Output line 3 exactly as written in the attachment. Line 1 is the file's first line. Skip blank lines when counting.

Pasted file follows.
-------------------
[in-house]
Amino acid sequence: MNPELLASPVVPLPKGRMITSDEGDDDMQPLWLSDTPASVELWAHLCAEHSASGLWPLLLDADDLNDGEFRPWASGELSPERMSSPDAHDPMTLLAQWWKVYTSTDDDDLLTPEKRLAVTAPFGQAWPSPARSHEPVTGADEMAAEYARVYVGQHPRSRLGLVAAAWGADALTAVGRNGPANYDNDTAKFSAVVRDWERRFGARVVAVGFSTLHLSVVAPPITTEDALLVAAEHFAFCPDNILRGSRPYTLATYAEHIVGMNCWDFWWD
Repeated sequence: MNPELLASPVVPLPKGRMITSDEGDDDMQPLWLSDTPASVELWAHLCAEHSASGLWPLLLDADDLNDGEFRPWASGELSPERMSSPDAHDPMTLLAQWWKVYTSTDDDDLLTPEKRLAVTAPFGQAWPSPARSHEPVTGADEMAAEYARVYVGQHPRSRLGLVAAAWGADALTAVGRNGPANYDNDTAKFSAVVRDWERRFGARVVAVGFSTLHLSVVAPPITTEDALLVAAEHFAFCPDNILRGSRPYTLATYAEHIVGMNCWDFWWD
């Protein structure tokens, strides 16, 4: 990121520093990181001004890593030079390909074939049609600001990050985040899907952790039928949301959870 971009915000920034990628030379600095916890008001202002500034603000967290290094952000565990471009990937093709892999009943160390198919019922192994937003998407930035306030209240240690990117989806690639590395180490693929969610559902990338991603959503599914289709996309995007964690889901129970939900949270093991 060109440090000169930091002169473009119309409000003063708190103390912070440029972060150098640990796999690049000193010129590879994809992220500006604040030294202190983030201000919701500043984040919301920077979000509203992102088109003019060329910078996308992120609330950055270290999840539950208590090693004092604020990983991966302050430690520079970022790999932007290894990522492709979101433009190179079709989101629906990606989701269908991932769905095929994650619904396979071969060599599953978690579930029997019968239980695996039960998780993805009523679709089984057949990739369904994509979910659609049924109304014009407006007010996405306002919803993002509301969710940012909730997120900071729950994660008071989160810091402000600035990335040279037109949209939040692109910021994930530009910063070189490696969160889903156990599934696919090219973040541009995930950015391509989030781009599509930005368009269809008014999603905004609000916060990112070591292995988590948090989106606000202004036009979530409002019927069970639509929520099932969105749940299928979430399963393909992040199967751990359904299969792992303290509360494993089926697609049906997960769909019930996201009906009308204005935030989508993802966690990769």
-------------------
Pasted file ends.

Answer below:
Repeated sequence: MNPELLASPVVPLPKGRMITSDEGDDDMQPLWLSDTPASVELWAHLCAEHSASGLWPLLLDADDLNDGEFRPWASGELSPERMSSPDAHDPMTLLAQWWKVYTSTDDDDLLTPEKRLAVTAPFGQAWPSPARSHEPVTGADEMAAEYARVYVGQHPRSRLGLVAAAWGADALTAVGRNGPANYDNDTAKFSAVVRDWERRFGARVVAVGFSTLHLSVVAPPITTEDALLVAAEHFAFCPDNILRGSRPYTLATYAEHIVGMNCWDFWWD